Before You Do a 'Lift and Shift' Cloud Migration, Consider This...
Lift and Shift migration is the cloud migration strategy that involves moving an application to a cloud platform almost exactly as it runs on-premises. This often means you are moving a bunch of virtual machines and trying to stitch the inter dependencies that existed on-premises into a cloud platform. Read on as we explore why, even though this is one of the most popular migration strategies, you should try to move away from this model and explore newer options.
The popularity of this model is deeply rooted in the fact that this is probably the easiest cloud migration approach. Consider almost any monolithic application and you can break it down into its multiple layers such as web, app and the database tiers. Simplifying this further comes down to identifying stateless and state-full components that make up the application. A load-balancer takes care of stateless components, say a web server farm. And a cluster takes care of state-full components - like your database. Replicating this in the cloud ‘as is’, is described as a successful Lift and Shift. This is the cloud architect's answer to the engineers at a world famous razor manufacturer adding the fifth blade to their latest razor line, because number five comes after number four. There is nothing new in this approach, and hence you get almost the same result that you would have if you were on-premises. It works! But, since when is 'just works' enough? So, how do we approach the next migration?
Consider a better way to migrate to the cloud
The cloud migration talent pool is categorized into infrastructure architects (IT professionals) and application architects (developers). Most of the cloud migration projects are dominated by infrastructure architects. This means they talk the language that is familiar to them; which is VMs, networks, load-balancers and the like. The irony is radical breakthrough innovation that comes about in most of the popular cloud platforms, comes in the form of a managed/packaged PaaS service and the infrastructure side of cloud platforms goes through mere incremental innovation. Take the case of Azure HDInsight, a managed Hadoop environment that can scale to handle petabytes of data. From the view of an IT professional who is familiar with managing server nodes of a Hadoop cluster, its storage, networking and associated virtualization, will envision many VMs stitched together in a cloud platform when a cloud migration opportunity arises, which is essentially a Lift and Shift migration. But a developer or an application architect does not care for VMs, networks and the SAN devices. The language of managed and packaged services is closer to developers, and it is natural for them to adopt services such as Azure’s HDInsight or Amazon's RDS or Event Hubs or SQL Azure. This makes a drastic difference to the benefits you get from your cloud solution, like better time to market, reduced operational expenditure, superior manageability, and ROI.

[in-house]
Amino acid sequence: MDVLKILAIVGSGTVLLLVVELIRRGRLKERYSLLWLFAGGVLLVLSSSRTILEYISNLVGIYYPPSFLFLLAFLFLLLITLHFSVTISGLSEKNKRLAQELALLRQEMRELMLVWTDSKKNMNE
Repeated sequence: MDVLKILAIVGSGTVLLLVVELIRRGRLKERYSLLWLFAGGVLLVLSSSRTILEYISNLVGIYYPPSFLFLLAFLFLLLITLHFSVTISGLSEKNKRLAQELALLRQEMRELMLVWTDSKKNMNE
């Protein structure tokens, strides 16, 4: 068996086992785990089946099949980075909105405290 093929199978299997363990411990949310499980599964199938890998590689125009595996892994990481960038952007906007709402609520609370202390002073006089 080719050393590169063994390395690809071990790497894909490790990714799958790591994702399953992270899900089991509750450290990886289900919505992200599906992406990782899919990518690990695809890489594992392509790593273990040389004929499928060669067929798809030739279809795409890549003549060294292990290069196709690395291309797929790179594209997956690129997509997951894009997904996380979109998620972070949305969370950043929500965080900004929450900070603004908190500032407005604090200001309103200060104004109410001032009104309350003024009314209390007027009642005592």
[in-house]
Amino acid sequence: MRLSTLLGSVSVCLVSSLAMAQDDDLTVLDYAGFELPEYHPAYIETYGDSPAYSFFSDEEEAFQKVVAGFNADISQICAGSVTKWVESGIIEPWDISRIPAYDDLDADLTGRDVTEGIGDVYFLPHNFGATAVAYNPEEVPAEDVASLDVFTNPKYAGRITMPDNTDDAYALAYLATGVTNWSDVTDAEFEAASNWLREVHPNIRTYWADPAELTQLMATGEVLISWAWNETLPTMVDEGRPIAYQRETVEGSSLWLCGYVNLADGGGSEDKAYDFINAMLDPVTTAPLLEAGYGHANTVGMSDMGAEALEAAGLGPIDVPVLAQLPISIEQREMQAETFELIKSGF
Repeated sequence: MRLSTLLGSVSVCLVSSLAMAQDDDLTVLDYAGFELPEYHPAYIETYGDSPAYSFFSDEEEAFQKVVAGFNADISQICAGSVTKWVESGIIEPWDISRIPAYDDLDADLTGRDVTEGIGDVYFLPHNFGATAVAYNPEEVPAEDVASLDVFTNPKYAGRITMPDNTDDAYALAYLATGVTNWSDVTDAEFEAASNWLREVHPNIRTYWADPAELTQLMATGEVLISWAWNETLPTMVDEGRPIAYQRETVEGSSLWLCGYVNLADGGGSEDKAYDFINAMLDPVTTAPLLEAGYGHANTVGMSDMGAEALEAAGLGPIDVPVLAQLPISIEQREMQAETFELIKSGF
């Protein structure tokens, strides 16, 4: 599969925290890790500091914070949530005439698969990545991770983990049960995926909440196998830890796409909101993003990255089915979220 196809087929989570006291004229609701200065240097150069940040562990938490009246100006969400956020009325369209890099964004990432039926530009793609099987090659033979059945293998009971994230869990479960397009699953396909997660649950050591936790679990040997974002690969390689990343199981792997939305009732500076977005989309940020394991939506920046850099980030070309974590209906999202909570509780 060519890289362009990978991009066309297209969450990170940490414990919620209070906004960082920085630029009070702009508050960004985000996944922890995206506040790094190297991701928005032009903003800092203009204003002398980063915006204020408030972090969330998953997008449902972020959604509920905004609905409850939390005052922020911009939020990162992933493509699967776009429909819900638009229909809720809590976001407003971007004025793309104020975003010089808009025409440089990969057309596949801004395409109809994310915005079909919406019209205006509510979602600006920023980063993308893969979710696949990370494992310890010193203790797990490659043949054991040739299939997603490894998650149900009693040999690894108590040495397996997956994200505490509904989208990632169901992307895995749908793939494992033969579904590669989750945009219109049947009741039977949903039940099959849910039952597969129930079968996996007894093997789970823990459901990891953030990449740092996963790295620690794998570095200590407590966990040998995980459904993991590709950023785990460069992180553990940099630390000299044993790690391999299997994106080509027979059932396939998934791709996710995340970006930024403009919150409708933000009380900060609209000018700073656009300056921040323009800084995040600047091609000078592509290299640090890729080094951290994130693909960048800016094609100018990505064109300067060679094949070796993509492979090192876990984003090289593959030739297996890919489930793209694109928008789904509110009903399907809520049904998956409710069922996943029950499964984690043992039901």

Most of the managed services available in cloud platforms are a wrapper that focuses on providing immediate value to the customer using the application. The cloud provider takes care of all aspects of setting up and managing the underlying core infrastructure. Leveraging such services gives you access to some of the best engineering services at a marginal cost. Next time you are tasked with a migration project, consider breaking the application down to its physical components, which is how it runs on-premises. Take this further by breaking it down to its logical components and explore PaaS alternatives to perform the same or similar function; for instance, choose either a mail server on a VM or Amazon SNS. The former is too predictable and expensive, the latter is cheaper, easier to manage and setup. In a cloud world, the customer is paying for every bit of resource being consumed and this means a heavier object like a virtual machine that contains the operating system is costlier than a PaaS alternative. There are options like containers or Microservices that could be an alternative that consumes much lower CPU and memory in comparison to a full-blown VM.
Explore value oriented packaged cloud services
The key takeaway is that the line between infrastructure architects and developers is blurring; it should and will continue to do so. There should be a conscious effort to learn and discover every opportunity, feature and component to get rid of the VMs for a more advanced, cheaper and value oriented packaged cloud service. With every solution, you build, ask if it is the best a customer can get? Or, is it just another blade accompanied by an aloe strip?
We are limited by what we know but our solutions should not be hampered by traditional datacenter problem solving approaches. As Maslow pointed out "If a hammer is the only tool you have, everything will look like a nail." Even if it’s Thor's Mjolnir.